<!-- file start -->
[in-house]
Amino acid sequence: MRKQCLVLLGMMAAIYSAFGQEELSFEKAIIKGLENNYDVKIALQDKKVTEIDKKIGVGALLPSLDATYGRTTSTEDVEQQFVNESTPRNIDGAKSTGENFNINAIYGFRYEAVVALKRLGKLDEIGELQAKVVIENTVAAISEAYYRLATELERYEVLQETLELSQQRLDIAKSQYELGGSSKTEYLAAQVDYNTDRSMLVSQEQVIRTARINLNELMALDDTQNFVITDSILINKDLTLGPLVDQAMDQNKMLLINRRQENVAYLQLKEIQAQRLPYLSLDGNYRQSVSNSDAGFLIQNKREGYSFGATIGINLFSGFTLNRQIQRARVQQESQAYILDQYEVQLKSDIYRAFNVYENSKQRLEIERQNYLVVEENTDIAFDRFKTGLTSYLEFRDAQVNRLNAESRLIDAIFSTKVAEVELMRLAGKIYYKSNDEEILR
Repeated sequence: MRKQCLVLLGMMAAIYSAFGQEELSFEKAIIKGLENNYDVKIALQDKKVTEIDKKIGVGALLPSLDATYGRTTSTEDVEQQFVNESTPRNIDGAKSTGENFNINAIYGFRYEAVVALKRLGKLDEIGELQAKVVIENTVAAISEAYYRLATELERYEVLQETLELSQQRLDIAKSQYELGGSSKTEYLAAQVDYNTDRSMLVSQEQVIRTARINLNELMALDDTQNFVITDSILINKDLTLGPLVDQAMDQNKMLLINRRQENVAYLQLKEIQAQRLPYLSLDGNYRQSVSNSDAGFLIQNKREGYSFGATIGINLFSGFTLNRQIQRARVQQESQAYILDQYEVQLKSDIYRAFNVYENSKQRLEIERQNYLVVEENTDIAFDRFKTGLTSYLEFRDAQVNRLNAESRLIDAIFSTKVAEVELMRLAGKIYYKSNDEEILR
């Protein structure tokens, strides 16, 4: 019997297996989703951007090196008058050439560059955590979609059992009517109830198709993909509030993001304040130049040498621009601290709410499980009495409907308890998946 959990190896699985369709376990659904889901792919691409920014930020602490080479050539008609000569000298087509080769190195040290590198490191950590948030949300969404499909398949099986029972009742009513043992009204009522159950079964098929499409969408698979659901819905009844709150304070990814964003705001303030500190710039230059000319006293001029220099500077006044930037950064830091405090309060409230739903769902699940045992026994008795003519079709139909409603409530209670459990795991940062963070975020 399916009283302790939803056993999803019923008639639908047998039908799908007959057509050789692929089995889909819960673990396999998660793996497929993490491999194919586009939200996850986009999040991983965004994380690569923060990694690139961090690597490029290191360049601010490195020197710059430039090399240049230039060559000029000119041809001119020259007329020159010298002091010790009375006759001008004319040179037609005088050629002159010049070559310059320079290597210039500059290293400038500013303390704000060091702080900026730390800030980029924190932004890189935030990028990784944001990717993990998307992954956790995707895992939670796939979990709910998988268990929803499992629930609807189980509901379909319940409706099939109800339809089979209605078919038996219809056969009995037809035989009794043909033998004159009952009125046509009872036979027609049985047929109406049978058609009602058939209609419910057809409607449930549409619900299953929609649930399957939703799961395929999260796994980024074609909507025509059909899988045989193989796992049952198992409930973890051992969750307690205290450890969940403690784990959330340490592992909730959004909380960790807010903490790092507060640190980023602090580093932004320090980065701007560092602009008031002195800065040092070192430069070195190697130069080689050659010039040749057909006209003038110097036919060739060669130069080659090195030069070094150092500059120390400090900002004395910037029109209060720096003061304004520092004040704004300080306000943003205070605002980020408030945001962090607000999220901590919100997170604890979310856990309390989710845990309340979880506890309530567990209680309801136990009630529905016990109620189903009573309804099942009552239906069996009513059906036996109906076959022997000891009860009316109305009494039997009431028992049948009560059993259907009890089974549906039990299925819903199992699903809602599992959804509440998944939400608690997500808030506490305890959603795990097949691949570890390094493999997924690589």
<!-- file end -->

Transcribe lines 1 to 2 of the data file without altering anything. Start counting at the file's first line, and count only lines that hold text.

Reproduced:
[in-house]
Amino acid sequence: MRKQCLVLLGMMAAIYSAFGQEELSFEKAIIKGLENNYDVKIALQDKKVTEIDKKIGVGALLPSLDATYGRTTSTEDVEQQFVNESTPRNIDGAKSTGENFNINAIYGFRYEAVVALKRLGKLDEIGELQAKVVIENTVAAISEAYYRLATELERYEVLQETLELSQQRLDIAKSQYELGGSSKTEYLAAQVDYNTDRSMLVSQEQVIRTARINLNELMALDDTQNFVITDSILINKDLTLGPLVDQAMDQNKMLLINRRQENVAYLQLKEIQAQRLPYLSLDGNYRQSVSNSDAGFLIQNKREGYSFGATIGINLFSGFTLNRQIQRARVQQESQAYILDQYEVQLKSDIYRAFNVYENSKQRLEIERQNYLVVEENTDIAFDRFKTGLTSYLEFRDAQVNRLNAESRLIDAIFSTKVAEVELMRLAGKIYYKSNDEEILR